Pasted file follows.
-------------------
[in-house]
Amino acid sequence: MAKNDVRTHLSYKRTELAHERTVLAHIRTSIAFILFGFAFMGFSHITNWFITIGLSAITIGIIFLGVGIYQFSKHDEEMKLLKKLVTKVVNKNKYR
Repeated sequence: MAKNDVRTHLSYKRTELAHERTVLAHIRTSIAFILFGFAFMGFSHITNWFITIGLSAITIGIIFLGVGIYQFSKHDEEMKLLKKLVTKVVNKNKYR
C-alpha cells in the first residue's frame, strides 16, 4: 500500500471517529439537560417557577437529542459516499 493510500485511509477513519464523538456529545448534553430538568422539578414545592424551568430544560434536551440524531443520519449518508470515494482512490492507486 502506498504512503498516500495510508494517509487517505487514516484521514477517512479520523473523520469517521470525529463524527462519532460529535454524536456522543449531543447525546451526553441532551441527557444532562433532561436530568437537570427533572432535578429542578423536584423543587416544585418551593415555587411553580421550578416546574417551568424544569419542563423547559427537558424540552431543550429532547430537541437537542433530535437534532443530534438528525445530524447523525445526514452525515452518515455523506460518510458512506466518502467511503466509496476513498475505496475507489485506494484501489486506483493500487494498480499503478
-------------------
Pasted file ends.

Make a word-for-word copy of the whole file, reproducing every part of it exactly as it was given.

[in-house]
Amino acid sequence: MAKNDVRTHLSYKRTELAHERTVLAHIRTSIAFILFGFAFMGFSHITNWFITIGLSAITIGIIFLGVGIYQFSKHDEEMKLLKKLVTKVVNKNKYR
Repeated sequence: MAKNDVRTHLSYKRTELAHERTVLAHIRTSIAFILFGFAFMGFSHITNWFITIGLSAITIGIIFLGVGIYQFSKHDEEMKLLKKLVTKVVNKNKYR
C-alpha cells in the first residue's frame, strides 16, 4: 500500500471517529439537560417557577437529542459516499 493510500485511509477513519464523538456529545448534553430538568422539578414545592424551568430544560434536551440524531443520519449518508470515494482512490492507486 502506498504512503498516500495510508494517509487517505487514516484521514477517512479520523473523520469517521470525529463524527462519532460529535454524536456522543449531543447525546451526553441532551441527557444532562433532561436530568437537570427533572432535578429542578423536584423543587416544585418551593415555587411553580421550578416546574417551568424544569419542563423547559427537558424540552431543550429532547430537541437537542433530535437534532443530534438528525445530524447523525445526514452525515452518515455523506460518510458512506466518502467511503466509496476513498475505496475507489485506494484501489486506483493500487494498480499503478